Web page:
Can Non-Native English Speakers do TEFL?

  • 5 reasons why non-native English teachers match up to natives
  • 5 reasons why non-native English teachers match up to natives

    Whether non-native English teachers match up to the natives is a conversation that has been the subject of heated debate over the past few years. Statements like “non-native English teachers are better than native speaking teachers” and “Teaching English abroad is practically impossible for non-native English teacher” are common conclusions of either of the debating parties. 

    There are many reasons why non-native English speakers can be just as skilled and competitive as the native speaking teachers – and can even pass on knowledge to students in ways that native speakers never could. Unfortunately, most non-native speakers still doubt their ability to teach English abroad. 

    As an organization that has trained non-native teachers on practically every course, including the English Language, we believe non-native English teachers can match up their native colleagues, and in some situations, better than the natives. 

    Therefore, this article aims to discuss the reasons why non-native English teachers can be as effective in the classroom as the natives and dispel the myth that teaching English abroad is practically impossible for non-native English teachers. 

    This article is for you if you’re looking for some motivation as a non-native speaker or looking for an English teaching job abroad. When you’re done reading through, you’d realize just as valuable as the native English teachers you are. 

    Just as exposed to the English Culture as the natives

    Most people think native speaking English teachers know the English culture best since they grew up in it. They often argue that native speaking teacher could explain what’s considered appropriate and polite in different settings. 

    They are right! Their arguments make total sense but ignore the fact that it also applies to non-native teachers. In this information age, culture and information are shared across the world through the internet, movies, and television. Hence, a non-native teacher that grew up listening to exactly same rock or rap music or watch the same Hollywood series as a native speaker can match up to the natives regarding exposure to English culture. 

    Perhaps unsurprisingly, as a non-native English speaker, you might even have a better understanding of English Cultures. A non-native speaker that had a pen pal from the United Kingdom, studied in Australia and listened to rap and rock music from the United States will understand three unique cultures and perhaps, be able to speak a vast variety of English slang.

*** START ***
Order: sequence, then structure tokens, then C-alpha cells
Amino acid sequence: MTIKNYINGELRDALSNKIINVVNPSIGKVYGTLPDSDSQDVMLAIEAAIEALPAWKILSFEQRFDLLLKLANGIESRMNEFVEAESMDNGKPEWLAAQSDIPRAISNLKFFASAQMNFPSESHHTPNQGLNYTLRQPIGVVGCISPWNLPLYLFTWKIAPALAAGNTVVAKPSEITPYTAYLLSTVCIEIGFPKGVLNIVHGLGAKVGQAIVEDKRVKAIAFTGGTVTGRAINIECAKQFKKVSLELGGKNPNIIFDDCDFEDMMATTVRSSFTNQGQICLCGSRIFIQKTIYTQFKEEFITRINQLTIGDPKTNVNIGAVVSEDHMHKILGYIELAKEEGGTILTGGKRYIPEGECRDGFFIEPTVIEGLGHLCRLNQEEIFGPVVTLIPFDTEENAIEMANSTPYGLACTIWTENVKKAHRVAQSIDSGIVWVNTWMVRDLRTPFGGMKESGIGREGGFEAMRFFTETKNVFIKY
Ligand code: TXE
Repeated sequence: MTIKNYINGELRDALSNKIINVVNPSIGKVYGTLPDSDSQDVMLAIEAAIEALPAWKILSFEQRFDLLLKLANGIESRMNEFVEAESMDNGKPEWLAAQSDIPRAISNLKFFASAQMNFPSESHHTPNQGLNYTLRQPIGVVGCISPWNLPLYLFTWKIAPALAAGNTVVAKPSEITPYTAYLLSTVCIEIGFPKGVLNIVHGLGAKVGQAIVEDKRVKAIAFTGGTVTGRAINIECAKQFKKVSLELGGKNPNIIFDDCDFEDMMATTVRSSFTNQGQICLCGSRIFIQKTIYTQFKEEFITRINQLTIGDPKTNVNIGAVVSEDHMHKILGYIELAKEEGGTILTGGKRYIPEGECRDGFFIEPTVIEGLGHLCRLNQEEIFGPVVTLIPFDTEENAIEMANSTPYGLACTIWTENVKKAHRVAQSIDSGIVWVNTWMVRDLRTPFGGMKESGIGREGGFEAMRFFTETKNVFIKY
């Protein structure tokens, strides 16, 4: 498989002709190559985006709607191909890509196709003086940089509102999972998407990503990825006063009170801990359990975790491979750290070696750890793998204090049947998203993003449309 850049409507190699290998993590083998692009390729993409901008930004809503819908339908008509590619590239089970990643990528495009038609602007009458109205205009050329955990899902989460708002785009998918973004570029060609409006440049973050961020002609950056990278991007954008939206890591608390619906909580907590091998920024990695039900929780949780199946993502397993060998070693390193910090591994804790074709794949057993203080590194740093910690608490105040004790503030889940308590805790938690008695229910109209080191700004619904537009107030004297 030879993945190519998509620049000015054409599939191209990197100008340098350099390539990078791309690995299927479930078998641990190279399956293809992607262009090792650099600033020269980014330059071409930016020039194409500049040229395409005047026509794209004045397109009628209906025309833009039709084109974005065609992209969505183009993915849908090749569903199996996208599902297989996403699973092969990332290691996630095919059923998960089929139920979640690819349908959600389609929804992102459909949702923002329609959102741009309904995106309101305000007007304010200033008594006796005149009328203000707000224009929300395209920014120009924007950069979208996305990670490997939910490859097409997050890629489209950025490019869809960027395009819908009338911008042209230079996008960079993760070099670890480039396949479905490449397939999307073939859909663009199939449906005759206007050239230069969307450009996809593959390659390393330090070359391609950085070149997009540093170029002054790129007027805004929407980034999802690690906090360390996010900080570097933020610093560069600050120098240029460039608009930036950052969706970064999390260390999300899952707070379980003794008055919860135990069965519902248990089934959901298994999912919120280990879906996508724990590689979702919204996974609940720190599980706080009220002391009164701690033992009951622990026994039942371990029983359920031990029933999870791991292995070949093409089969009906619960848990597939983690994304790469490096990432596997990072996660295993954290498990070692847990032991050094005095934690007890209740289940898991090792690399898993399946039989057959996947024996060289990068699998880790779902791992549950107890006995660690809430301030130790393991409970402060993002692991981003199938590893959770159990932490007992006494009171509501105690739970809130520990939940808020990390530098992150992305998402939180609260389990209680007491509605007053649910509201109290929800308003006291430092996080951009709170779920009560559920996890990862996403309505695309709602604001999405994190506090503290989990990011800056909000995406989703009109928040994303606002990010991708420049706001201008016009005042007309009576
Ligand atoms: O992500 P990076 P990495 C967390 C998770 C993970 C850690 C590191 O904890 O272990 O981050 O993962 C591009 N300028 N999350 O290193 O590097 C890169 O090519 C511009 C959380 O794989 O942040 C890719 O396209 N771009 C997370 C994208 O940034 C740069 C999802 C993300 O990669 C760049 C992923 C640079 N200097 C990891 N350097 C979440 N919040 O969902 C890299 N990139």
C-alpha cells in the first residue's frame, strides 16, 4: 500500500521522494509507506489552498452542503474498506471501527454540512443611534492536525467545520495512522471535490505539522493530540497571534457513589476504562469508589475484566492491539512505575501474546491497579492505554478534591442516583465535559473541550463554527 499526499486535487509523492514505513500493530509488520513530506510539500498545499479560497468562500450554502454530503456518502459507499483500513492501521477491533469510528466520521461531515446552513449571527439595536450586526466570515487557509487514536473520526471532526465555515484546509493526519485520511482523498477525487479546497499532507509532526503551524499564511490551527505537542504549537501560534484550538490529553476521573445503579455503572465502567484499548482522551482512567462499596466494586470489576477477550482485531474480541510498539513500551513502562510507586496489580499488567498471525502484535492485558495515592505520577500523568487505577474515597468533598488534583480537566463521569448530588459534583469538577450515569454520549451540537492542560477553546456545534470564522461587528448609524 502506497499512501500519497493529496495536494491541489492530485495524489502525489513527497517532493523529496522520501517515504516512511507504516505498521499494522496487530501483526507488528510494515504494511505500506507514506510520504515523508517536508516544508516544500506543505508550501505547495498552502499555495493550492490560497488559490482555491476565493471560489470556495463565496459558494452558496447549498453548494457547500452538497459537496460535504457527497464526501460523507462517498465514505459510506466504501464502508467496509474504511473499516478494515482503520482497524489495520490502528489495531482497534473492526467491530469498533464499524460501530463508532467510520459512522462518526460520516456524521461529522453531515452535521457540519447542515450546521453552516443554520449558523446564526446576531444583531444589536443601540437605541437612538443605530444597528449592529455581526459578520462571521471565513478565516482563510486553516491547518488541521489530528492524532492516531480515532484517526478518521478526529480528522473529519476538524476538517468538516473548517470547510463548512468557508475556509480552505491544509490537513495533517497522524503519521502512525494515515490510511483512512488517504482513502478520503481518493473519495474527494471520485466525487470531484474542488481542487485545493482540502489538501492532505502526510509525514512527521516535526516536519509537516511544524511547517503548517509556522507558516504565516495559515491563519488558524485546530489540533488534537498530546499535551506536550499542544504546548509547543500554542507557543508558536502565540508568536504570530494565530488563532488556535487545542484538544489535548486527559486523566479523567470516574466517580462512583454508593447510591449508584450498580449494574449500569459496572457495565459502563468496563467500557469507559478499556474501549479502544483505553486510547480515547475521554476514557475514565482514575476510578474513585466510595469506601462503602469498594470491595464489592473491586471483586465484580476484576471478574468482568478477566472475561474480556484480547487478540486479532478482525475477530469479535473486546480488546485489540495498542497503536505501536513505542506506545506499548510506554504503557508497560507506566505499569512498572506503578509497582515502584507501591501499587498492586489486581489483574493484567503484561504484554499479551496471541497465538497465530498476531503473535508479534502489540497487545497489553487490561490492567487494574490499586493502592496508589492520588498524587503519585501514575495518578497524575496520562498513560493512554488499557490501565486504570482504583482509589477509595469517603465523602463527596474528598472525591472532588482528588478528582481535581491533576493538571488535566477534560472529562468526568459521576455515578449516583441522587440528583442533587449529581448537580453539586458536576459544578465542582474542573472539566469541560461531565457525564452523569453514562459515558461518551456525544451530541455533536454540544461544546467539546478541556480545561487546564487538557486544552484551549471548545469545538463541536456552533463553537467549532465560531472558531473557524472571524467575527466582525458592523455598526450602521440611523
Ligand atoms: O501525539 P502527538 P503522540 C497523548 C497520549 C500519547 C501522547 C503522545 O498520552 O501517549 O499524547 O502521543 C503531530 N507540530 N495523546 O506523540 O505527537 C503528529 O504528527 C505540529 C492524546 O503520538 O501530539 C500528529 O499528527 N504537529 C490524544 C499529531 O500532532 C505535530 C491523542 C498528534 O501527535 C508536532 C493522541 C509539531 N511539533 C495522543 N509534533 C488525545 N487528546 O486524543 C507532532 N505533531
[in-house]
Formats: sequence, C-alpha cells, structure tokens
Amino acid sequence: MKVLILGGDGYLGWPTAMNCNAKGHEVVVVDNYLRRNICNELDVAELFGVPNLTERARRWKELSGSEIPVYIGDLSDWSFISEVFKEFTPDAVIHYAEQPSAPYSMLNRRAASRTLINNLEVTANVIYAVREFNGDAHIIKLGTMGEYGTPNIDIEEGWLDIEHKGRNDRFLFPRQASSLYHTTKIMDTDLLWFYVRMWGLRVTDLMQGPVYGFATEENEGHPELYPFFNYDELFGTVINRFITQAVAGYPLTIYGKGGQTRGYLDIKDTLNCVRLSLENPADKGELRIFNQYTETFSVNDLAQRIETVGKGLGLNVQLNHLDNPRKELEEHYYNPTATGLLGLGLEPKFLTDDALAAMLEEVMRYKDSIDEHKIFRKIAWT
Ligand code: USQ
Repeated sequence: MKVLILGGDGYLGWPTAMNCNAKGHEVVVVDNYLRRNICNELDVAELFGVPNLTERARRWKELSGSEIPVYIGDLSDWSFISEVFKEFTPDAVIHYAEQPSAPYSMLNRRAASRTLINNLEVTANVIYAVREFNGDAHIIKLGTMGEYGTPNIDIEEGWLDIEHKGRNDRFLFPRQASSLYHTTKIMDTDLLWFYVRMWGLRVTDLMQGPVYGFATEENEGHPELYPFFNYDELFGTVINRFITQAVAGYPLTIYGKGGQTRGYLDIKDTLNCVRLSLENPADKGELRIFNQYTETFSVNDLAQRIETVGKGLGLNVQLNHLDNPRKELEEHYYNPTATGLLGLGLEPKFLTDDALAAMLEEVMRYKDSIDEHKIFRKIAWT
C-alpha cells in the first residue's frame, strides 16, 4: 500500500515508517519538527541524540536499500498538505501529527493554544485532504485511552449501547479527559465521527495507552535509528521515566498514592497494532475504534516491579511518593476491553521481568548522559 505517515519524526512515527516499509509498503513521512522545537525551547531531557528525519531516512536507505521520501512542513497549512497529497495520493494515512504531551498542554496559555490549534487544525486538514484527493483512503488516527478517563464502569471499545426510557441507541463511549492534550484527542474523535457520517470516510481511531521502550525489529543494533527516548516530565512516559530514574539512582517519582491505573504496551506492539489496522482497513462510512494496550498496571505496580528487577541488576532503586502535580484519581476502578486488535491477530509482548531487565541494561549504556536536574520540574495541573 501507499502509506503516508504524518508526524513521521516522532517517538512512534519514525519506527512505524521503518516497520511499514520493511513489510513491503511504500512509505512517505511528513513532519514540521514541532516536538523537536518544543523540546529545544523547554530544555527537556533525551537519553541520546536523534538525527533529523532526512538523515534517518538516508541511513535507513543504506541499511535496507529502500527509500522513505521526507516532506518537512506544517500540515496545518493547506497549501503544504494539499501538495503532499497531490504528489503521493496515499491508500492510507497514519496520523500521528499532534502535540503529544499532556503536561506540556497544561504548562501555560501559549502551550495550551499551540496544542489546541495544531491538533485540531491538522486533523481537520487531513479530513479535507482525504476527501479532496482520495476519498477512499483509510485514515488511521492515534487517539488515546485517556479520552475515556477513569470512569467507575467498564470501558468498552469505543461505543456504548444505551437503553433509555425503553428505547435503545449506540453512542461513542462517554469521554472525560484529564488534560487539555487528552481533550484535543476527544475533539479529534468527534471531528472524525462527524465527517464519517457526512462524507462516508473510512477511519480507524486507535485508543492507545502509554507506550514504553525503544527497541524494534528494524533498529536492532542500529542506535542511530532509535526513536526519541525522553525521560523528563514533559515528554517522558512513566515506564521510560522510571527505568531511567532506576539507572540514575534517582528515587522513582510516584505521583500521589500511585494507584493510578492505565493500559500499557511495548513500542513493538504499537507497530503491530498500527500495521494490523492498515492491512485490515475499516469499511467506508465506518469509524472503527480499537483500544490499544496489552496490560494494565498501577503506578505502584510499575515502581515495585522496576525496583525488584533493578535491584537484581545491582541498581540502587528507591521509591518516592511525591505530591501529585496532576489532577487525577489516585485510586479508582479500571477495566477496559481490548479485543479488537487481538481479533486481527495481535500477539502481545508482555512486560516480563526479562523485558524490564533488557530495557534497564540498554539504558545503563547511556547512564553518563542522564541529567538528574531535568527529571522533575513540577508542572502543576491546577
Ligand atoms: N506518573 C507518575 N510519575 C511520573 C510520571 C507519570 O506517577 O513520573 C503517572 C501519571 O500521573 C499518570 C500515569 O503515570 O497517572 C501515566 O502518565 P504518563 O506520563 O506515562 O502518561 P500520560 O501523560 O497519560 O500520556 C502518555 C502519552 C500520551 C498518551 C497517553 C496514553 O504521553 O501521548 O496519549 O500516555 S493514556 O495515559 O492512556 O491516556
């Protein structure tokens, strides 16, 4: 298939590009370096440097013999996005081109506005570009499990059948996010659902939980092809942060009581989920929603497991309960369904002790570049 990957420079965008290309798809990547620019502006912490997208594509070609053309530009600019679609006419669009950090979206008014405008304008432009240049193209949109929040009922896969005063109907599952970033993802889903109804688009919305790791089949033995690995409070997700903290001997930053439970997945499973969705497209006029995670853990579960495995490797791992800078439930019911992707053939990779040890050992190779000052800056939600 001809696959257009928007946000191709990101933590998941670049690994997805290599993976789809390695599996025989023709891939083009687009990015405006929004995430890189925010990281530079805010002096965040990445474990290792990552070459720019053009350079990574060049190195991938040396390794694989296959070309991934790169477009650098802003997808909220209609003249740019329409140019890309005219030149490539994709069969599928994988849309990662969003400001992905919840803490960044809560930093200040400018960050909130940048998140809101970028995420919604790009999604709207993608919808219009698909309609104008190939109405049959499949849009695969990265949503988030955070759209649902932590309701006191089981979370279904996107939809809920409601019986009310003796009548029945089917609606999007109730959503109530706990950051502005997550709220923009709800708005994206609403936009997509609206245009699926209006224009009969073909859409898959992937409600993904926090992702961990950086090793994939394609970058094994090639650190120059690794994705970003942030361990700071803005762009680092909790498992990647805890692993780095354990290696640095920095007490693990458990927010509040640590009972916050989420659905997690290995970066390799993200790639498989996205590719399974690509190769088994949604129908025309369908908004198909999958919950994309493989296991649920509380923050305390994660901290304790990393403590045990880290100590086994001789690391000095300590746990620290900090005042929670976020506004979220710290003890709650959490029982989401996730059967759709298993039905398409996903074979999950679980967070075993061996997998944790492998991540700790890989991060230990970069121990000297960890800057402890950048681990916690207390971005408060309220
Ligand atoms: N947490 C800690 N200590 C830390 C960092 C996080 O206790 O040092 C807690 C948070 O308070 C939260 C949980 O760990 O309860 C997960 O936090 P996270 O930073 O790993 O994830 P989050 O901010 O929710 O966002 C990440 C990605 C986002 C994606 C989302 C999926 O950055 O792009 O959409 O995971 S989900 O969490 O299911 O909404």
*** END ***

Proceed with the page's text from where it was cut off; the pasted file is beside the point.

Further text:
Therefore, non-native English teachers can even give their students a comprehensive guide to living in an English-speaking country better than what native English teachers would ever be able to. Unlike a native English teacher, non-native English teachers will know what part of English is confusing and give appropriate advice to overcome those learning difficulties. This indeed is valuable for students who might not know anything about the English Cultures already. 

    Role Models

    When it comes to being a perfect model for TEFL students, non-native English teachers match up with their native English speaking colleagues. Native English teachers can demonstrate English Accents, pronunciation and intonation that a non-native doesn’t have mastery of but being a role model for students isn’t just about perfect knowledge of the English language. 

    In many ways, a professional non-native English teacher is a more helpful model for students learning the English language, especially if the teacher shares the same language background with the students. In addition, non-native teachers that have been through the process of learning English have a natural feel for what works and what doesn’t when it comes to learning English.  This can really be particularly important for beginner students who require more direction in their studies. Taking a non-native English teacher as a role model for students perhaps is the best way to assure themselves that they can also achieve fluency if they just work at it. In the long run, a local, non-native teacher may be the best role model since they represent the fluency that English learners want to achieve. 

    In addition to being able to handle language appropriately, non-native English teachers also demonstrate a genuine passion and desire for teaching. While there are native English teachers who make whole-hearted and concerted efforts to teach at the highest level, there really exists no definitive distinction between the non-native and native English teachers. 

    Most non-native speakers possess a thorough knowledge of English